Sitawa uses performers, traditional music, musical instruments and musicians to dramatize poetry in the form of song, movement and dance. ‘Each individual poem was written to stand alone, and to tell a specific story,’ she asserts. She has an interesting perspective about African culture and more so about preserving it. Sitawa is intrigued by East African musical traditions i.e. voice, instruments and musicians. Traditional instruments such as warbles, trills and loops are sometimes considered unattractive especially in the 21st century. ‘Several contemporary musicians have found fame and fortune beyond East Africa precisely because they have used the original beauty and inventiveness of African singing traditions in which each ethnic group has its own style of singing voice. In Kenya, groups like the late ESir and Sauti Sol stand out as musicians so not all is lost,’ she argues.
She states that we need to pay more attention to the names of traditional instruments e.g. ‘nyatiti’, ‘orutu’ and ‘obukano.’ Some people have taken the personal initiative to document and archive musical traditions while others have established institutions which are training new musicians. The public can also contribute to preserving African culture. ‘Addis Ababa has XX theatres well patronised by an appreciative public which can be found snaking round buildings night after night waiting to pay and attend popular theatrical performances which have been known to run for up to five years,’ she notes. Sitawa points out that to create a good performance, you must decide the stories you want to tell. This is the first step to selecting relevant pieces of poetry and stories.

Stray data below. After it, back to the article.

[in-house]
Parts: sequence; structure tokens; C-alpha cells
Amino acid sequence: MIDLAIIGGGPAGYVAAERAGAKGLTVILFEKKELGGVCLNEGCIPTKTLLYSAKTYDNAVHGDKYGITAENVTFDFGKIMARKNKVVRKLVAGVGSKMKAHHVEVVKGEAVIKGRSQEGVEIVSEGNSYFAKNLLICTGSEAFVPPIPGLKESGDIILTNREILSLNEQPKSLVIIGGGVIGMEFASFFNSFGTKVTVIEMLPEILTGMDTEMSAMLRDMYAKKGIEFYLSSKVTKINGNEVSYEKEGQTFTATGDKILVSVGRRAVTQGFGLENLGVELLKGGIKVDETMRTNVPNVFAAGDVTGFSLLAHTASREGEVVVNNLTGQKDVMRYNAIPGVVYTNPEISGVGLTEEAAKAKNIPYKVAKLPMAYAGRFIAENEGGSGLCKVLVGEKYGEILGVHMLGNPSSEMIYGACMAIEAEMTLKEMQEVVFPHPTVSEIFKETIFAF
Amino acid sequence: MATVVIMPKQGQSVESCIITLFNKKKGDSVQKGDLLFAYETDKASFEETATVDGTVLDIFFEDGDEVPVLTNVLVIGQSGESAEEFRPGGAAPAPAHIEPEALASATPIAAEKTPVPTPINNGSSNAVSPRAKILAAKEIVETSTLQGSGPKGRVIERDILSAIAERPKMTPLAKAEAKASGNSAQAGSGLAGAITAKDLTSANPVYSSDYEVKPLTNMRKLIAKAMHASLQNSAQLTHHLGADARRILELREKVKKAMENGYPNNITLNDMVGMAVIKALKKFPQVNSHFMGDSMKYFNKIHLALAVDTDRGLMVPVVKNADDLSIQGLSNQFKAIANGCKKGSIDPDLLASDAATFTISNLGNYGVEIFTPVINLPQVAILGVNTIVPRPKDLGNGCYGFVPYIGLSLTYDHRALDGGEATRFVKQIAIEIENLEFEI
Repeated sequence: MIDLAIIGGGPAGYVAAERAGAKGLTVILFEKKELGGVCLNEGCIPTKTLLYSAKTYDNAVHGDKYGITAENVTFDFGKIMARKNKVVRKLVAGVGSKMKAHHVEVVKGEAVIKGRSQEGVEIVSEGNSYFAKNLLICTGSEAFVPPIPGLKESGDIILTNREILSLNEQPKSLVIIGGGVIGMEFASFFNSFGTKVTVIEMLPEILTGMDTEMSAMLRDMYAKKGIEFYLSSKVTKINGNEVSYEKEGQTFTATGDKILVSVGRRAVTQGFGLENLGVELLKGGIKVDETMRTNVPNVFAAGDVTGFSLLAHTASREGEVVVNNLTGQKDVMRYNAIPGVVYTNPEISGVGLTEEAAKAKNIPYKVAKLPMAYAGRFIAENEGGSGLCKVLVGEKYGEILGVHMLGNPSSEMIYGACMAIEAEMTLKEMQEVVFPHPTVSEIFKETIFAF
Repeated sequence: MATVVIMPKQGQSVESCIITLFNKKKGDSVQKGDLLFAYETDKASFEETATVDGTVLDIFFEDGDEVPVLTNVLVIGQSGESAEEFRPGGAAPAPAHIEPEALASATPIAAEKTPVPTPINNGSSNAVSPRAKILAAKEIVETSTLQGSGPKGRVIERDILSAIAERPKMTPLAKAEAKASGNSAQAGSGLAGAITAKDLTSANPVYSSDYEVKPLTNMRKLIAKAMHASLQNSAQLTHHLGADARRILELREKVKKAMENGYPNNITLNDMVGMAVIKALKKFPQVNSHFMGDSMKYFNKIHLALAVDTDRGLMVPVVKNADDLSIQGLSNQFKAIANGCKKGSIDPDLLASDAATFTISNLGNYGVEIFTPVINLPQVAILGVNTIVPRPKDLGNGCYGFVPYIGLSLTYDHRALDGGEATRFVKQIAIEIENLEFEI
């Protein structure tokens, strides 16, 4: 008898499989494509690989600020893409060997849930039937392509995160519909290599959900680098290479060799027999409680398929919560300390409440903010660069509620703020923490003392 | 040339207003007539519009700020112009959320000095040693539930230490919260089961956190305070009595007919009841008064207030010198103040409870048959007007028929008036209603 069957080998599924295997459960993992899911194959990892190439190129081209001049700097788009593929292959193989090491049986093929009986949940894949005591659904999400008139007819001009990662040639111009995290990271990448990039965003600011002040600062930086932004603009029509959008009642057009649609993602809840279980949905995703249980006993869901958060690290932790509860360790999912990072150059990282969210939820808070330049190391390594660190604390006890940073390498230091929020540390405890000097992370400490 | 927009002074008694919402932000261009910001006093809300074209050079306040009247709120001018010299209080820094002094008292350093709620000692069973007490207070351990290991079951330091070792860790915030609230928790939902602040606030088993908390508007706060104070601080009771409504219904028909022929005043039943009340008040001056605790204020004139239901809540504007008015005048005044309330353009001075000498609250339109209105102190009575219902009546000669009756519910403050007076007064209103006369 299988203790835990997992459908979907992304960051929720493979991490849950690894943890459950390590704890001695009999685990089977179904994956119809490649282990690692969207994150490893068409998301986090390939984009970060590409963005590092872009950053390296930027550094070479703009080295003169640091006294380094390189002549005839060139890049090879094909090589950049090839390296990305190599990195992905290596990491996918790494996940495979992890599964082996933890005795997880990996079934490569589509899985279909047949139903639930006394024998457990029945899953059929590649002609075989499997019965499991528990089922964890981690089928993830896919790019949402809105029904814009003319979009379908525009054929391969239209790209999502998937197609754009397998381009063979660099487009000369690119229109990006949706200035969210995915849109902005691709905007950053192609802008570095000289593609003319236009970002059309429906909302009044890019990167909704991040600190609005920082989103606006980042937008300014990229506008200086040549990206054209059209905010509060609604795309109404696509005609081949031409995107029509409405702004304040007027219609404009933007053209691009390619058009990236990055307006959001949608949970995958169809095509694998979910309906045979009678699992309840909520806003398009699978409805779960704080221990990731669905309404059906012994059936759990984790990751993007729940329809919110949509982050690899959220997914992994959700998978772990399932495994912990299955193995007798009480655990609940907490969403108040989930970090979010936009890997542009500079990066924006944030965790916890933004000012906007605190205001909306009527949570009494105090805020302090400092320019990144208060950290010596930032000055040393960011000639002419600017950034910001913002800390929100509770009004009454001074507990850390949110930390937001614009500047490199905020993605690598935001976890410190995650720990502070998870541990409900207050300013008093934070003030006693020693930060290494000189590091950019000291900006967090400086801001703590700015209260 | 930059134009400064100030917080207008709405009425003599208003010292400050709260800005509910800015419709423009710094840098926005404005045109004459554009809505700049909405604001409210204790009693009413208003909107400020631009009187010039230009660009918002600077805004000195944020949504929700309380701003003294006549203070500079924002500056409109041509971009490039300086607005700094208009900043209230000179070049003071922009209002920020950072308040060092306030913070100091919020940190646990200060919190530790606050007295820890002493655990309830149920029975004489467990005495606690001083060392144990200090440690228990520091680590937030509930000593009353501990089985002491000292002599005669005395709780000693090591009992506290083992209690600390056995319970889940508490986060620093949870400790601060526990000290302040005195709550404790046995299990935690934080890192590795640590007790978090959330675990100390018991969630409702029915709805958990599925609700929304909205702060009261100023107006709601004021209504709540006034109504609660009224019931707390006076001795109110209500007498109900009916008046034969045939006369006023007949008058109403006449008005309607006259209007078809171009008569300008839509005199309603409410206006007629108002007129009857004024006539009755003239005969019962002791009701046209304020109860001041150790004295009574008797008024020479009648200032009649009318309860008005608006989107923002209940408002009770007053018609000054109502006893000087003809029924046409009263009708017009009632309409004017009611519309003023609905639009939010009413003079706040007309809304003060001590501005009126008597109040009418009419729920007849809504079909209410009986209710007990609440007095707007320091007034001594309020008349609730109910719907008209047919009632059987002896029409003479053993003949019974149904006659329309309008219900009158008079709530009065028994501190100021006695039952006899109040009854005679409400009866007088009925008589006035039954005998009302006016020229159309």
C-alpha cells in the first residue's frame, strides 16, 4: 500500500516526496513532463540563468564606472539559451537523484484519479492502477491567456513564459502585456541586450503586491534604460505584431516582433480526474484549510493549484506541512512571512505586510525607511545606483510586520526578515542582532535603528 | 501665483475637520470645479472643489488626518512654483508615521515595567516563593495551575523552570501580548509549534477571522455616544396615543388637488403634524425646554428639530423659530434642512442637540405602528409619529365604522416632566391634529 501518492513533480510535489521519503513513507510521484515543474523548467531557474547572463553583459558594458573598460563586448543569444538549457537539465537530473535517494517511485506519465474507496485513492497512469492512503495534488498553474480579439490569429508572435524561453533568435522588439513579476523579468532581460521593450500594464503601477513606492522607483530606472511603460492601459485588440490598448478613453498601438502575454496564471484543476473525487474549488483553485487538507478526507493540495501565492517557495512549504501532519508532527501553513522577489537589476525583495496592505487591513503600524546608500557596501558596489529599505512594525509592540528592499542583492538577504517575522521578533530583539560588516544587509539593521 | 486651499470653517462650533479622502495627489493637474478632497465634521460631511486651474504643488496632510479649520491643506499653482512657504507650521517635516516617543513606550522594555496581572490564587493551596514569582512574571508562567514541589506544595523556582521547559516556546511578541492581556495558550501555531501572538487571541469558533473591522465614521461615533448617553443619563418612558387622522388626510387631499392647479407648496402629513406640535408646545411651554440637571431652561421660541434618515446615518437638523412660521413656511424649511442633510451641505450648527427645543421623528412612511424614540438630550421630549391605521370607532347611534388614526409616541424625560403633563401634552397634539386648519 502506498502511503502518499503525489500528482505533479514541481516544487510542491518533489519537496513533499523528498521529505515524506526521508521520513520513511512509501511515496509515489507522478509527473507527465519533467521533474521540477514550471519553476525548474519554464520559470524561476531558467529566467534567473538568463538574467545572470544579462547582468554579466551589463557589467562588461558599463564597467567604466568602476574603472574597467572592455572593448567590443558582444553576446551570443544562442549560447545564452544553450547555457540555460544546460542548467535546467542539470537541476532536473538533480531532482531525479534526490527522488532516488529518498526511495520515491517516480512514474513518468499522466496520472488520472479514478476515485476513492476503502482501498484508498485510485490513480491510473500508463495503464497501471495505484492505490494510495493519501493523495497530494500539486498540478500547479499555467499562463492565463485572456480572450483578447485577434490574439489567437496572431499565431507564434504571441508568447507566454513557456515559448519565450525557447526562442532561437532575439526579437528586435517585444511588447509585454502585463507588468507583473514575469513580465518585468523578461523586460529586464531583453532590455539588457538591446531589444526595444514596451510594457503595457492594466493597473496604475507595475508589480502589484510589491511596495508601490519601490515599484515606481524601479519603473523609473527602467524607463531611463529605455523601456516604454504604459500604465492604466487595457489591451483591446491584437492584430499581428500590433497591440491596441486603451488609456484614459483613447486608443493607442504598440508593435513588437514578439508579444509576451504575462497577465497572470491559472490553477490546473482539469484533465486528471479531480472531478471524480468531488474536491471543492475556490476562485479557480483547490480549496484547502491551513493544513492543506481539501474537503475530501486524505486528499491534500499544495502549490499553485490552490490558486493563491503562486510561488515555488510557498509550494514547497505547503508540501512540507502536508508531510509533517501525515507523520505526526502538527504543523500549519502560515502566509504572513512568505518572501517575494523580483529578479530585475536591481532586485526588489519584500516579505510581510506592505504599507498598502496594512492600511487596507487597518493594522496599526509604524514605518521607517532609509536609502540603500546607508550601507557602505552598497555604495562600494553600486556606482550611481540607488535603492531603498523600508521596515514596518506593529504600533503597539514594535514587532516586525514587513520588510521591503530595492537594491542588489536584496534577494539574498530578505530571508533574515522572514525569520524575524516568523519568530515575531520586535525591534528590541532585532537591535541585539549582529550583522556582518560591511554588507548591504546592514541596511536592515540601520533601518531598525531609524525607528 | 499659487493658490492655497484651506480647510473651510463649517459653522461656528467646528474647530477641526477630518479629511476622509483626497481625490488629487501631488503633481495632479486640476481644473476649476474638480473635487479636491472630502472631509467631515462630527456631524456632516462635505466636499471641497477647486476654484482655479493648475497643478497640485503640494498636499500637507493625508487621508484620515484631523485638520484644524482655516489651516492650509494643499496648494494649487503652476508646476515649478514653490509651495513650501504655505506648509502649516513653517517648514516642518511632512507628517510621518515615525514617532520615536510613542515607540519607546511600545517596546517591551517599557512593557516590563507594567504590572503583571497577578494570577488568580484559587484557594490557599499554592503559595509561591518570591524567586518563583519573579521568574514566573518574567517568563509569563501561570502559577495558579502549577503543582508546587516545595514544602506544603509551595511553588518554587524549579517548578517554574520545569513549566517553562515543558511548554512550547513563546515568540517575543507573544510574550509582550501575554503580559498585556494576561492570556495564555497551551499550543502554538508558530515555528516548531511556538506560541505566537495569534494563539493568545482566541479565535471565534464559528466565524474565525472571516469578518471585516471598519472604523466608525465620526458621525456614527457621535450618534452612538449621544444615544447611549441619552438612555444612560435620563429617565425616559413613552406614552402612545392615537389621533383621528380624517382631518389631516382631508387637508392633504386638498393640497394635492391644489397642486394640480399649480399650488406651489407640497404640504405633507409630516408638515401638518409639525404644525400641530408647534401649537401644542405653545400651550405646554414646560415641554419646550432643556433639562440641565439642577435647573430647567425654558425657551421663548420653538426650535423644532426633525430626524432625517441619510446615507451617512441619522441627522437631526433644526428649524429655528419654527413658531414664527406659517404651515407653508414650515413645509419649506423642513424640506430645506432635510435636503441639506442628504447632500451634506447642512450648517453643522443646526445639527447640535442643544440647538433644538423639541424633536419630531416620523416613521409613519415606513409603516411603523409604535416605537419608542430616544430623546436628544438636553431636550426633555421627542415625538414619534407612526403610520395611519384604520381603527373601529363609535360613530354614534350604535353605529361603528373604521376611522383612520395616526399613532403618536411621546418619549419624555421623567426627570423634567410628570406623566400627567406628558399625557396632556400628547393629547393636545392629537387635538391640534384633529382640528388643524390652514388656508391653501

Ogutu Muraya, one of her mentees describes his experience working with her as eye-opening. He notes that it is from Sitawa that he learnt how to be open minded. Performance was not just about how excited the audience would get about what they did but rather what it did to him on the inside. It was about creativity and vision. It was not just about mastering lines and repeating the words. ‘ I found myself in a process where the tongue was vigorously activated. I was confronted with a brilliant cast, articulate, intelligent and creative people, who expect you to speak your mind. It was too much for me. My initial instinct was to shut up, quiet down, play dumb, downplay my own lived experiences, and cower at my own creativity. But there was no patience in Sitawa’s cast for self-imposed silence, especially silences that bared no apparent meaning, except fear. I learnt to speak. Now no one can shut me down without a well composed reason. Living is a continuous negotiation. I lost my silence and innocence,’ he reflects.
Aside from poetry and her work as an international consultant, Sitawa has also been involved in other initiatives. After the 2007/2008 post election violence in Kenya, she started the Building Bridges of Understanding project. This involved taking 10 members from one ethnic constituency to a constituency with a different ethnicity. This exchange allowed people to live together and challenge their perceptions about other communities. The activities were then filmed and broadcast in the media. This was definitely an initiative that can be repeated in many setups.
Sitawa Namwalie is definitely a force to reckon with especially when it comes to reflecting how African culture relates with poetry, literature and society.